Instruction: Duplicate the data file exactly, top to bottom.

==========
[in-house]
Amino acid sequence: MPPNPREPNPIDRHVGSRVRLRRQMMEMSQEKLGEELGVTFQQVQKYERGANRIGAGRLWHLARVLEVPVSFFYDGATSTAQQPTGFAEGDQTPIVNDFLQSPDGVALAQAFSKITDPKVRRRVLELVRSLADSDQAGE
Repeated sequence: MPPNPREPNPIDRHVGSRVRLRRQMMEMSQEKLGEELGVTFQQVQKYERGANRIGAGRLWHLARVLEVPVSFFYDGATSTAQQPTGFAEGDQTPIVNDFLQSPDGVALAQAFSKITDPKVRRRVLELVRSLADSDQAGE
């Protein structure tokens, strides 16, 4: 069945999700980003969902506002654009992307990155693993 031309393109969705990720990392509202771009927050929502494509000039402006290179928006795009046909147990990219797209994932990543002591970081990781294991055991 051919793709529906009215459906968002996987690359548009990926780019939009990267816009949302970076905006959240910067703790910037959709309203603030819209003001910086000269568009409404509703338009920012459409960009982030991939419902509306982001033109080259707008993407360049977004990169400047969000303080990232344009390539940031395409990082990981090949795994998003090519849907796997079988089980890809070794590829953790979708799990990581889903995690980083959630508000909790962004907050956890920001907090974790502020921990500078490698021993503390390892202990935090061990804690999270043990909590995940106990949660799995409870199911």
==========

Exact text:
[in-house]
Amino acid sequence: MPPNPREPNPIDRHVGSRVRLRRQMMEMSQEKLGEELGVTFQQVQKYERGANRIGAGRLWHLARVLEVPVSFFYDGATSTAQQPTGFAEGDQTPIVNDFLQSPDGVALAQAFSKITDPKVRRRVLELVRSLADSDQAGE
Repeated sequence: MPPNPREPNPIDRHVGSRVRLRRQMMEMSQEKLGEELGVTFQQVQKYERGANRIGAGRLWHLARVLEVPVSFFYDGATSTAQQPTGFAEGDQTPIVNDFLQSPDGVALAQAFSKITDPKVRRRVLELVRSLADSDQAGE
């Protein structure tokens, strides 16, 4: 069945999700980003969902506002654009992307990155693993 031309393109969705990720990392509202771009927050929502494509000039402006290179928006795009046909147990990219797209994932990543002591970081990781294991055991 051919793709529906009215459906968002996987690359548009990926780019939009990267816009949302970076905006959240910067703790910037959709309203603030819209003001910086000269568009409404509703338009920012459409960009982030991939419902509306982001033109080259707008993407360049977004990169400047969000303080990232344009390539940031395409990082990981090949795994998003090519849907796997079988089980890809070794590829953790979708799990990581889903995690980083959630508000909790962004907050956890920001907090974790502020921990500078490698021993503390390892202990935090061990804690999270043990909590995940106990949660799995409870199911």